The protracted legal battle for the Watson Hill tract annexation has ended with North Charleston firmly established in the plot of land across the Ashley River near the plantation historic district off S.C. Highway 61, city officials announced this morning.
“No further legal challenges remain outstanding and the tract shall remain a part of the city of North Charleston,” the city’s press release said.
North Charleston, property owner MeadWestvaco Corporation and the Coastal Conservation League “all look forward to the property becoming a national example of productive land use accomplished with sensitivity to its natural beauty, environment, and neighbors,” the city said.
In June 2005, City Council voted to annex five vacant parcels located on Highway 61 and 165 in Dorchester County, including the Watson Hill tract. The area covers more than 7,000 acres.
The annexation immediately met legal opposition, and a portion of the case was heard by the South Carolina Supreme Court before the dispute ultimately concluded with the property becoming confirmed territory of the city of North Charleston.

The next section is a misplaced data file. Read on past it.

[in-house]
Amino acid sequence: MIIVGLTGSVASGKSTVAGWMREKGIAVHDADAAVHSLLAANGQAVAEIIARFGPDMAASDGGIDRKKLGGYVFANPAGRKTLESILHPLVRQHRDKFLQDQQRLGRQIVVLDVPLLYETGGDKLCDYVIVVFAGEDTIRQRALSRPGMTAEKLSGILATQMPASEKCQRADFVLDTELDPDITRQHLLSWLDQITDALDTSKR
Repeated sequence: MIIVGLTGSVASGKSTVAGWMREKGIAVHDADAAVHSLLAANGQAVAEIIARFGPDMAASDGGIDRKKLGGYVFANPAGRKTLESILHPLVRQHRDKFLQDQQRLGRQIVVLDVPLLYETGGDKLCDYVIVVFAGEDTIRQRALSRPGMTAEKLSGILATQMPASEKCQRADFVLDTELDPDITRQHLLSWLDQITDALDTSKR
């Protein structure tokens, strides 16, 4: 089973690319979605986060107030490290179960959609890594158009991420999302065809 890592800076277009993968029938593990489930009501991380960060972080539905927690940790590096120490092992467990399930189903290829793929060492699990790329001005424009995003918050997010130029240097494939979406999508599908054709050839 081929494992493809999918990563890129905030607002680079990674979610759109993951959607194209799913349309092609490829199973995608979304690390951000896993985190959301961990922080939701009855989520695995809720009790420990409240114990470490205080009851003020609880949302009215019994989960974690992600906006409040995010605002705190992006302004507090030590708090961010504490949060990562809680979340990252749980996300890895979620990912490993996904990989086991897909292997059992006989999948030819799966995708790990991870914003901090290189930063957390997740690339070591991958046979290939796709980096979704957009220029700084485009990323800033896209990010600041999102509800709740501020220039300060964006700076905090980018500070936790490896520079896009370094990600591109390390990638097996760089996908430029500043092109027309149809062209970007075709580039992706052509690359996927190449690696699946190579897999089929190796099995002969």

Watson Hill is currently a part of MeadWestvaco’s acclaimed East Edisto master plan.
Mayor Keith Summey said he was happy to see an end to the dispute.
“Although initial concerns over the annexation were ones of land use, I believe that with award winning and publicly recognized projects such as Oak Terrace Preserve, the Montague Avenue revitalization, and various parks and preserves, North Charleston has proven itself during my administration to be a leader in sustainable practices and development,” he said.
In the press statement, Coastal Conservation Director Dana Beach said he is satisfied with the outcome.
“Our driving concern for Watson Hill was the potential for four thousand or more houses on the property. We are confident that the plan proposed by MeadWestvaco, which includes perpetual conservation easements on the majority of the tract, will protect the integrity of the Ashley River historic district. The critical goal has always been land conservation, not jurisdictional control.”